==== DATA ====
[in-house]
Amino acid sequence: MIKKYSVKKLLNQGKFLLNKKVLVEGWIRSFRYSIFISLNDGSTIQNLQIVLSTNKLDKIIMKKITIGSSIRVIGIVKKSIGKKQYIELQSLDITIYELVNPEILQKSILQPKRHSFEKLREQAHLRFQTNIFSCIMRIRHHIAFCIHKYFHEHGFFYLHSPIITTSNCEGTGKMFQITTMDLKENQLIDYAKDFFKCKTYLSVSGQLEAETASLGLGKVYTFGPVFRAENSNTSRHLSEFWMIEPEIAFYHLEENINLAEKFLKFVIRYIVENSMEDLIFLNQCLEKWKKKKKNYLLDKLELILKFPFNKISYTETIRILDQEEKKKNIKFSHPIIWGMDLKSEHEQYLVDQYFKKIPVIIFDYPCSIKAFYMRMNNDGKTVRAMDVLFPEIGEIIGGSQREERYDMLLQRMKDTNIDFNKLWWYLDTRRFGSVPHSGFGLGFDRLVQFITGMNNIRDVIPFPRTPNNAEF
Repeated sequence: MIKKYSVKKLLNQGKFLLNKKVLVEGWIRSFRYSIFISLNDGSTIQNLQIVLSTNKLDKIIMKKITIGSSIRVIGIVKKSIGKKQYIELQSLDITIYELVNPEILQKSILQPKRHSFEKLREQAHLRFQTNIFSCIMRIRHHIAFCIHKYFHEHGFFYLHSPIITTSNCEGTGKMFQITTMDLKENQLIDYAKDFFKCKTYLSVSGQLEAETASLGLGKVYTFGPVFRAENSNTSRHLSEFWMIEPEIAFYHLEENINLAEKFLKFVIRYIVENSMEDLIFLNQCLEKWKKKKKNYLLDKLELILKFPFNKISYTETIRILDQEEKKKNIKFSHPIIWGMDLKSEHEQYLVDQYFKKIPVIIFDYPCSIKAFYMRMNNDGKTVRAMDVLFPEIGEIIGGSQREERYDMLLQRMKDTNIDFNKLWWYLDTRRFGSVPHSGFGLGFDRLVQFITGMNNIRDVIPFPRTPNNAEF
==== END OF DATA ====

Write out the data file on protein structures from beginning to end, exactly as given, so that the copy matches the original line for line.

[in-house]
Amino acid sequence: MIKKYSVKKLLNQGKFLLNKKVLVEGWIRSFRYSIFISLNDGSTIQNLQIVLSTNKLDKIIMKKITIGSSIRVIGIVKKSIGKKQYIELQSLDITIYELVNPEILQKSILQPKRHSFEKLREQAHLRFQTNIFSCIMRIRHHIAFCIHKYFHEHGFFYLHSPIITTSNCEGTGKMFQITTMDLKENQLIDYAKDFFKCKTYLSVSGQLEAETASLGLGKVYTFGPVFRAENSNTSRHLSEFWMIEPEIAFYHLEENINLAEKFLKFVIRYIVENSMEDLIFLNQCLEKWKKKKKNYLLDKLELILKFPFNKISYTETIRILDQEEKKKNIKFSHPIIWGMDLKSEHEQYLVDQYFKKIPVIIFDYPCSIKAFYMRMNNDGKTVRAMDVLFPEIGEIIGGSQREERYDMLLQRMKDTNIDFNKLWWYLDTRRFGSVPHSGFGLGFDRLVQFITGMNNIRDVIPFPRTPNNAEF
Repeated sequence: MIKKYSVKKLLNQGKFLLNKKVLVEGWIRSFRYSIFISLNDGSTIQNLQIVLSTNKLDKIIMKKITIGSSIRVIGIVKKSIGKKQYIELQSLDITIYELVNPEILQKSILQPKRHSFEKLREQAHLRFQTNIFSCIMRIRHHIAFCIHKYFHEHGFFYLHSPIITTSNCEGTGKMFQITTMDLKENQLIDYAKDFFKCKTYLSVSGQLEAETASLGLGKVYTFGPVFRAENSNTSRHLSEFWMIEPEIAFYHLEENINLAEKFLKFVIRYIVENSMEDLIFLNQCLEKWKKKKKNYLLDKLELILKFPFNKISYTETIRILDQEEKKKNIKFSHPIIWGMDLKSEHEQYLVDQYFKKIPVIIFDYPCSIKAFYMRMNNDGKTVRAMDVLFPEIGEIIGGSQREERYDMLLQRMKDTNIDFNKLWWYLDTRRFGSVPHSGFGLGFDRLVQFITGMNNIRDVIPFPRTPNNAEF